Physicality of a basic Calculator

As you may have guessed, I’m a big fan of a basic calculators for computational purposes.  I think everyone should have a device (that isn’t a computer program) to do the basic math with.  As we continue in the world full of computers, I think we are losing the ability to manipulate basic math.  Which is not the end of the world because we do have computers who can do the math for us.  However, I think we need to make sure the lack of confidence with arithmetic doesn’t evolve into a fear of arithmetic.  I think a basic calculator within easy reach can help solve the problems of both doing and fearing arithmetic.

Lets consider an example.  Say I need buttons for a girl scout event. I want to buy 16 buttons and I found some for $.53 each and some for $.64 each, but I think the cheaper shipping might make the more expensive buttons cheaper. The relevant part of this example is that the computations are not my main goal.  I think computations for their own sakes is the goal of 1% of the population.  Everyone else wants to do something with the numbers after we have them!  So we need to find ways to complete the math we need done for our goals with minimal mistakes and hassle of these mathematical details.

Having a separate calculator allows me to calculate the details on the side, physically.  I think, mentally, a hand-held calculator reduces the stress of having to complete that calculation to get my work done.  To rearrange my computer screen to see all the right information and to type it into my computer program makes the calculation a lot of work comparatively.  It also makes the calculation physiologically more intimidating.   I am saying, “this needs my full attention so I will open a new program on my computer just to handle this math stuff.” I know people who open Excel in order to add a string of 5 numbers.  Excel is a total overkill for stuff like that.  Having a calculator within easy reach is an important tool to keep the math anxiety to a minimum.  Then I can just grab my calculator, punch a couple numbers in, and return to my computer task/phonecall/whatever, without spending a lot of time making the calculation the ‘hardest’ part of the process.  It’s like a note pad to scribble your first draft on.  Don’t let the arithematic take over your process, it’s mostly just brainstorming with numbers so keep it off to side where it belongs.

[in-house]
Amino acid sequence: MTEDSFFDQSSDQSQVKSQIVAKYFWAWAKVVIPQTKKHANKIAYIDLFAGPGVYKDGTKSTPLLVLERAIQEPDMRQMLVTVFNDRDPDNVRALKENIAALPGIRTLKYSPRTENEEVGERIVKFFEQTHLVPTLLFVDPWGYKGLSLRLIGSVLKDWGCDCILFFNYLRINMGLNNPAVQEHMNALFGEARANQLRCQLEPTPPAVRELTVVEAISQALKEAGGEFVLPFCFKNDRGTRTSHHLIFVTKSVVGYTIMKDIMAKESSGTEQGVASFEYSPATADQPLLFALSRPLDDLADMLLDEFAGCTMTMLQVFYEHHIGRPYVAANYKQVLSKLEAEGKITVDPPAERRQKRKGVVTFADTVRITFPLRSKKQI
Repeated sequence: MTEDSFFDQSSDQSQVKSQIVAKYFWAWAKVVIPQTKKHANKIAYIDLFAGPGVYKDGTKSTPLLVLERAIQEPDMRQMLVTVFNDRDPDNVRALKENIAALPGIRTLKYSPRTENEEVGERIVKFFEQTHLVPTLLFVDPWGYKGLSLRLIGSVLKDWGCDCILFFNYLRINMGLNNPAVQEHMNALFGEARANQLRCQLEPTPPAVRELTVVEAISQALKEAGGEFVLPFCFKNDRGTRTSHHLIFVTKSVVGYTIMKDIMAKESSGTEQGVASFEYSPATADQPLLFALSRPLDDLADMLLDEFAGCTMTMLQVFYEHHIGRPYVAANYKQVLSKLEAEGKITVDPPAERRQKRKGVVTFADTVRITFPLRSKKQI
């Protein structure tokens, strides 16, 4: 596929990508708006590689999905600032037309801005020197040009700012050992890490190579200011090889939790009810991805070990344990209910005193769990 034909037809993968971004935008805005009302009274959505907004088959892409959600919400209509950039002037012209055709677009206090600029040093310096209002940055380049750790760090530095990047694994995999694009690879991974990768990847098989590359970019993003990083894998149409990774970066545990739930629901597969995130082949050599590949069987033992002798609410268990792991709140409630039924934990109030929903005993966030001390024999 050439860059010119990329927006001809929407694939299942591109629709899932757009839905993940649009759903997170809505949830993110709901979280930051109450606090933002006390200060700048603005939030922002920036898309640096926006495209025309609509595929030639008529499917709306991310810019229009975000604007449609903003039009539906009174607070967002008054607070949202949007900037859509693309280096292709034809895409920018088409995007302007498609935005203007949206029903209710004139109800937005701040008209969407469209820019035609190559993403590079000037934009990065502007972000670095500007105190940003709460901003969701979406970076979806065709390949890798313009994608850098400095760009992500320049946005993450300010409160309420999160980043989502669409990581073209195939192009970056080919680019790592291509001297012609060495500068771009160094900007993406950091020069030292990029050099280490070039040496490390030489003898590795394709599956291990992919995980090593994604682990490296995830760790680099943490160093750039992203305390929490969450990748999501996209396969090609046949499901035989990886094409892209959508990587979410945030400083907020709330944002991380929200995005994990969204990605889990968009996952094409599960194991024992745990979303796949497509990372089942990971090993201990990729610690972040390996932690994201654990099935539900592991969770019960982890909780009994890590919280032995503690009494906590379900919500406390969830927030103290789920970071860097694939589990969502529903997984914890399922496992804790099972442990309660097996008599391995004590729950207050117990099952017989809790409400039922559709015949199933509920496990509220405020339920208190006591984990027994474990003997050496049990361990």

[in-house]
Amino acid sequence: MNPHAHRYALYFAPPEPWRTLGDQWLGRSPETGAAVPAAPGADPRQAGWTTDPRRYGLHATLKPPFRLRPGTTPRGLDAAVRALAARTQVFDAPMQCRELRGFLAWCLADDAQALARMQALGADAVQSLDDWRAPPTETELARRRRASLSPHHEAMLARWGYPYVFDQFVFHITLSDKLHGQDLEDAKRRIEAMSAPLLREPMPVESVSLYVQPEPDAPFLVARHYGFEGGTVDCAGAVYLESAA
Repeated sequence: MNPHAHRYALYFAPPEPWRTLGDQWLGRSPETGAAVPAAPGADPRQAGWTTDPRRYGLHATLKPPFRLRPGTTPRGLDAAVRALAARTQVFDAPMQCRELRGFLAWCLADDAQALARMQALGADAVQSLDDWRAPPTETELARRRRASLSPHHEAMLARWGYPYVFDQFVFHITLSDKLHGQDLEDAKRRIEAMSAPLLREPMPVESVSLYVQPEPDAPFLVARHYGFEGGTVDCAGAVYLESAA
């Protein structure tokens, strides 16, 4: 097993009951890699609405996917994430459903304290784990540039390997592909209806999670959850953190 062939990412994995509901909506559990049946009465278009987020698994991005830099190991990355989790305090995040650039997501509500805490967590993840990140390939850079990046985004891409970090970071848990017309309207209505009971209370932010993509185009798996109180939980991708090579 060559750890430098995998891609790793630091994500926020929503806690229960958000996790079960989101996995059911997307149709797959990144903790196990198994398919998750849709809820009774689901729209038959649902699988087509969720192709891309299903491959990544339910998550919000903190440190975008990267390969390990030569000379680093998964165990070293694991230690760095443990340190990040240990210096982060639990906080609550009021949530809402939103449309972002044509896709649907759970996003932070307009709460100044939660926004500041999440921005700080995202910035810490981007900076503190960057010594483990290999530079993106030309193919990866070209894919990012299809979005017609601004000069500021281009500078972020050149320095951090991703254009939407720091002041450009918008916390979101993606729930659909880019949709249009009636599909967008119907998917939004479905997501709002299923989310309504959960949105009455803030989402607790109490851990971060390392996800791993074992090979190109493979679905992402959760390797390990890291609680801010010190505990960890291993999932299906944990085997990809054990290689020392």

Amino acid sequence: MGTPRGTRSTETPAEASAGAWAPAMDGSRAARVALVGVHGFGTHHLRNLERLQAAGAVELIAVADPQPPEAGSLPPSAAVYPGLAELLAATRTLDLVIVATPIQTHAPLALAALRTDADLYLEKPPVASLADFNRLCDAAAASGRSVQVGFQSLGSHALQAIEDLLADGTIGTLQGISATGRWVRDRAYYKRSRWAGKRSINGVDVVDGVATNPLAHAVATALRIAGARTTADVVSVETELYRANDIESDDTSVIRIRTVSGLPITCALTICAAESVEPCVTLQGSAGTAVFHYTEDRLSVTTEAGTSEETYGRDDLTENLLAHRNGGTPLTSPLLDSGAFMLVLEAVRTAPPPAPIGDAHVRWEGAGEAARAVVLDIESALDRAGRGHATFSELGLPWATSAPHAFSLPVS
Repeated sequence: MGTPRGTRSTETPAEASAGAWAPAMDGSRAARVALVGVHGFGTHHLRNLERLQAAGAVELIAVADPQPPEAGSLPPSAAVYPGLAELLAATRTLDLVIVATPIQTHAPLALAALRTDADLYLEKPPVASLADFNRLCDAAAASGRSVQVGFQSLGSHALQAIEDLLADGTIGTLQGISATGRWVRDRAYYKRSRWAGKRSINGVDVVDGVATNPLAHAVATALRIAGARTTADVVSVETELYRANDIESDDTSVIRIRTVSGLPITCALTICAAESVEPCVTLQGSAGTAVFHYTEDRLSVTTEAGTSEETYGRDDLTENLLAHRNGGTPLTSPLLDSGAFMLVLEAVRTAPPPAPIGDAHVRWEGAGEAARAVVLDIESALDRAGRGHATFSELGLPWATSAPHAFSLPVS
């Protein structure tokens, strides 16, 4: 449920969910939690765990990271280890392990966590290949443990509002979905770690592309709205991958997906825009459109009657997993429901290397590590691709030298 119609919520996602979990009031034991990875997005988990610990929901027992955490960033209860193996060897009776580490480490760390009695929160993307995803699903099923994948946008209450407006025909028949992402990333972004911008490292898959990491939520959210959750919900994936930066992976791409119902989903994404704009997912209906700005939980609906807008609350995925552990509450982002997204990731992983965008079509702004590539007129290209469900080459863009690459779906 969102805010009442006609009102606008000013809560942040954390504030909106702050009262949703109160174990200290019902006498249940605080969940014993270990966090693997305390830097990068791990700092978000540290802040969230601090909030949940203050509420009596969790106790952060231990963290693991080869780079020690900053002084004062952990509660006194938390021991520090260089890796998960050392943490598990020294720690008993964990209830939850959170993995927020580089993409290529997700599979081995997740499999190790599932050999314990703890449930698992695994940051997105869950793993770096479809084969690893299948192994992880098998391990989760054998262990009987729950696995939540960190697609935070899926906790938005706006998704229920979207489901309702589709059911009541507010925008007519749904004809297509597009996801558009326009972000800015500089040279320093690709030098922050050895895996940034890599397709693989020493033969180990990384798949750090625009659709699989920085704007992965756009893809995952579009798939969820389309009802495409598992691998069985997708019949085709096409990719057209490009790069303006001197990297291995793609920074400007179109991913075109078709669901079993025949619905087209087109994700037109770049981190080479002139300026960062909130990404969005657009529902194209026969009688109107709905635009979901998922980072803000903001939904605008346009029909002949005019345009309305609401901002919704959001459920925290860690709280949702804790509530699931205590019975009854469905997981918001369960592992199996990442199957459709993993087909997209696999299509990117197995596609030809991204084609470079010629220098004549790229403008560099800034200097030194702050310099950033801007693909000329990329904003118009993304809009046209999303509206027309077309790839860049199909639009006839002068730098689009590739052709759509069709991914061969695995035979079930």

About Samantha from SocialMath

Applied Mathematician and writer of
This entry was posted in Social Mathematicians. Bookmark the permalink.

7 Responses to Physicality of a basic Calculator

  1. Just call me old fashioned says:

    What happened to the calculator in our heads?

    Certainly no calculator is necessary for 16 x 64, since this is two to the fourth power times two to the sixth power, a result easily calculated mentally to be two to the tenth power or the famous 1 “K” used in talking about computers or 1,024, a little more than $10.

    16 x 53 can be handled two different ways. 16 x 50 plus 16 x 3 is easily $8.48. However, I prefer four successive doublings or $1.06 – $2.12 – $4.24 and finally: $8.48. Math being the logical process that it is, both answers match.

    I think using that wonderful calculator between our ears will take even bigger steps to make arithmetic less intimidating.

  2. Excel is not overkill! says:

    I always use Excel when I need to “add a string of 5 numbers.” If I add 5 numbers on a calculator, especially using the tiny keys on the small ones or scientific ones, I’m always wondering if I hit the wrong key. Without Excel, I need to write the numbers down and add them on paper to check, or at least, add them a second time on the tiny key calculator.

    However, with Excel, I have a record the numbers and can check that I entered them correctly – no need to add or enter the numbers a second time.

    In the old days, adding machines had paper tapes and you could always check the tape.

  3. Pingback: Logic Nest · Basic Calculators and Overkill

  4. Mgccl says:

    I use mathematica to do all my calculations. That’s because a computer usually is always around me.
    Extreme scene most likely not going to happen at all:
    1. In school, during physics, need to calculate 24*23.
    2. Walk to the school library 100 meters away
    3. hack into school system and grant me permissions to download and use some sockets.
    4. Download Putty and SSH into my mathematica server.
    5. Enter equations and see the result.
    6. While at it, factorize some girl’s phone number.

    You are clearly right, having a calculator in my reach would reduce step 1-5 into nothing.

  5. samus says:

    Yes, I have definitely opened up Mathematica to get the square root of something when no physical calculator was within reach. (how embarrassing right?) Regardless, I was talking to a friend of mine who mentioned she would prefer a graphing calculator to a basic one because then she could see her previous work. She also mentioned adding machines to see the tape.

    Another interesting thing is most people can’t do arithmetic in their heads. Especially the math-phobic ones. So making arithmetic non-threatening to the non-mathematicians is, as the mathematicians would say, a non-trivial task.

  6. Pingback: Recent Additions « Association of Smith College Alum Blogs

  7. Pingback: Hidden Figures | Social Mathematics

Leave a Reply

Fill in your details below or click an icon to log in: Logo

You are commenting using your account. Log Out / Change )

Twitter picture

You are commenting using your Twitter account. Log Out / Change )

Facebook photo

You are commenting using your Facebook account. Log Out / Change )

Google+ photo

You are commenting using your Google+ account. Log Out / Change )

Connecting to %s